Mountain Flying in the Appalachians

Posted on July 11, 2012


Heading up to the mountains

At the tail end of Technical Orientation we took four aircraft into the heart of the Appalachians to prepare the pilots for the difficult runways they will encounter overseas. No tent, no sleeping bag, no furious organizing of food and backpacking gear. This trip to the mountains was to be much different than what I was used to.

We loaded up the first day, sent a caravan of cars ahead of us and waited for the weather to clear. We waited all day, called it quits and tried again the next day. Only to wait all day and call it quits again. The next day dawned bright and clear blue skies as far as the eye could see. The airplane I was riding in was scheduled to leave last that day spacing us so that we did not interfere with the other aircraft as they maneuvered up through the mountains.

The first aircraft started up, then promptly shut down…not a good sign. In a 24 volt electrical system, 33 volts coursing through the too-small wires is not a good thing. Thanks to quick reflexes, no major damage was done and we quickly isolated the problem, fixed it and were only about an hour behind schedule.

We worked our way through the mountains heading toward the small airport we would be based. As we went I got to see first hand the culminating ‘classes’ of the flight orientation. I watched the pilot put together pieces that he had learned the last three months and add in some mountain specific flying, canyon turns, and ridge crossings. I began to put together a picture of what my pilots are facing.

A new sense of responsibility

I call them ‘my pilots’ because I feel a sense of responsibility toward them. As they make their way through canyons the last thing they want to be thinking about is if the aircraft has been maintained well. They have a lot on their mind: winds, altitude, visibility, where the bad weather might come from, where are they, and where are they going.

Throughout the week, I was on the ground at the runways we had set up for Mountain Week, watching angles, reporting touchdown and take off positions, reporting winds and surface conditions. Over the week I grew in  respect for what my pilots will be dealing with. It was a heavy feeling. I groaned when we showed up in the morning to find mist covering the runway, or the winds coming strongly from the wrong direction. I felt the tension as they came in at the wrong approach angle, willing them to correct to make the landing easier.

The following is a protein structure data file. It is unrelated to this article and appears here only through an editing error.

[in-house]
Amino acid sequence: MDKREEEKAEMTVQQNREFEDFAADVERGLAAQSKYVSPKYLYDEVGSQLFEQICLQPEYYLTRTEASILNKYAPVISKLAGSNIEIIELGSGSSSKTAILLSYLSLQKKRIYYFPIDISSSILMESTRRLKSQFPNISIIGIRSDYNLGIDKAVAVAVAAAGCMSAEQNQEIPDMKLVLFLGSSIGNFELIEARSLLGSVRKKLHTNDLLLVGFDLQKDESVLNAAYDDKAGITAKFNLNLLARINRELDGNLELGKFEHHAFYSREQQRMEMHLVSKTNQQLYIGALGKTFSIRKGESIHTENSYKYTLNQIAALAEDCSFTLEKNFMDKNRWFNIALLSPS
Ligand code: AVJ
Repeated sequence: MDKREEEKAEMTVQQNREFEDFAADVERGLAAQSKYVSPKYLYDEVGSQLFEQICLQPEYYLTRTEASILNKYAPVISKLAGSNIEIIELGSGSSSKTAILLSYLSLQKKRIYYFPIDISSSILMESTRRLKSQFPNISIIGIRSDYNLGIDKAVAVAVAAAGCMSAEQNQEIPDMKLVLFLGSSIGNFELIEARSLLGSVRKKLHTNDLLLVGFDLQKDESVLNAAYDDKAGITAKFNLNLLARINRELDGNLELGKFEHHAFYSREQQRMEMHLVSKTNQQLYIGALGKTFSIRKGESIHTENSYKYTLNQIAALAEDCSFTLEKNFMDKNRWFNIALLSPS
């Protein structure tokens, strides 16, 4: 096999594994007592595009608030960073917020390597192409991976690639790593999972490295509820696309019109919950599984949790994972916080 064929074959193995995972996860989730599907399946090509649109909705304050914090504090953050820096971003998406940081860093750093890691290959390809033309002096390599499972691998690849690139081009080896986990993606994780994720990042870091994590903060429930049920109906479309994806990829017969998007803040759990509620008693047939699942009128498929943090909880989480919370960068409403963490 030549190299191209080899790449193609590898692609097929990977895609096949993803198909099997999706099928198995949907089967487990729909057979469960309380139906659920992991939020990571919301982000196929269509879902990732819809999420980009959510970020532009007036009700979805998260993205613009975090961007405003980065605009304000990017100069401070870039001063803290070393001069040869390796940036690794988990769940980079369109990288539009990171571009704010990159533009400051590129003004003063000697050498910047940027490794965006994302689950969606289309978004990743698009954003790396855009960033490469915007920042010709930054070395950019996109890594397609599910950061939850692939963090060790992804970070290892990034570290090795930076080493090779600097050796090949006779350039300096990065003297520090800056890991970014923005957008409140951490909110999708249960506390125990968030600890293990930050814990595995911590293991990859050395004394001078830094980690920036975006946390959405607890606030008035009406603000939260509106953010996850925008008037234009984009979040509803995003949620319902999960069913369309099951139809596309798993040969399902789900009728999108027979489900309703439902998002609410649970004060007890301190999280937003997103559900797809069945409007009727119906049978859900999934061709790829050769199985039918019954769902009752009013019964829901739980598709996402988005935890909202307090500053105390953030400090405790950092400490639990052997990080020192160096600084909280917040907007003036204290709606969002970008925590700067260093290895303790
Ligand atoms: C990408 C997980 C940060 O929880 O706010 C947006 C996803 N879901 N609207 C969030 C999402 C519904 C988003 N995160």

I learned a fair bit throughout orientation, but I think the lessons of Mountain Week — lessons not taught in the class, but learned through the agony of decision making and being with my brothers as they wrestled with them —these will stick with me and give me a greater appreciation for the work that they do, and how I can serve them to assure them they will have a solid aircraft to fly.

Taking off from Brown air field (literally cut out of a farmer’s field a few weeks before)

Strawberry Ridge landing
Avery County airport, our home base for Mt Week
Helicopter ride during spaghetti feed put on by several local churches. The young man on the left is interested in becoming a missionary pilot!
Landing at Valhalla, 6% slope but it looks like you are flying into a wall because of the angle.
Landing with nice lens flare, ask me how many shots it took to get that…a lot.
Me getting ready to drop pretend packages out the back of an airplane. It is much more windy up there with no doors!
Air drops with parachute.
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